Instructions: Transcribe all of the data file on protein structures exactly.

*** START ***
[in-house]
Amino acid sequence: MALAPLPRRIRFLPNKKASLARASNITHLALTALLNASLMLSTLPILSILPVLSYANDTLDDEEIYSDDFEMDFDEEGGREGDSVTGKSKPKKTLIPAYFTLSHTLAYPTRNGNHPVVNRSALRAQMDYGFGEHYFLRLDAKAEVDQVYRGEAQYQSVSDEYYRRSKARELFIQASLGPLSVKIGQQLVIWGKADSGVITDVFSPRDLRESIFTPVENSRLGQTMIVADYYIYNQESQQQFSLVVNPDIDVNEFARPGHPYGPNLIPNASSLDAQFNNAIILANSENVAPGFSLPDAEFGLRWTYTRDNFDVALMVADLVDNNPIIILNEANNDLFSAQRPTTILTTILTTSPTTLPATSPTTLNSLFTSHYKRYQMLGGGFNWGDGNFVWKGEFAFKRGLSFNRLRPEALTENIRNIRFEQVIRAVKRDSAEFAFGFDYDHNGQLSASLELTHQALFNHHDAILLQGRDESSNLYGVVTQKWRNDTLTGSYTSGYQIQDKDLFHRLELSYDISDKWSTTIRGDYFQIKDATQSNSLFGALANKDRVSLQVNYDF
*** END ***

[in-house]
Amino acid sequence: MALAPLPRRIRFLPNKKASLARASNITHLALTALLNASLMLSTLPILSILPVLSYANDTLDDEEIYSDDFEMDFDEEGGREGDSVTGKSKPKKTLIPAYFTLSHTLAYPTRNGNHPVVNRSALRAQMDYGFGEHYFLRLDAKAEVDQVYRGEAQYQSVSDEYYRRSKARELFIQASLGPLSVKIGQQLVIWGKADSGVITDVFSPRDLRESIFTPVENSRLGQTMIVADYYIYNQESQQQFSLVVNPDIDVNEFARPGHPYGPNLIPNASSLDAQFNNAIILANSENVAPGFSLPDAEFGLRWTYTRDNFDVALMVADLVDNNPIIILNEANNDLFSAQRPTTILTTILTTSPTTLPATSPTTLNSLFTSHYKRYQMLGGGFNWGDGNFVWKGEFAFKRGLSFNRLRPEALTENIRNIRFEQVIRAVKRDSAEFAFGFDYDHNGQLSASLELTHQALFNHHDAILLQGRDESSNLYGVVTQKWRNDTLTGSYTSGYQIQDKDLFHRLELSYDISDKWSTTIRGDYFQIKDATQSNSLFGALANKDRVSLQVNYDF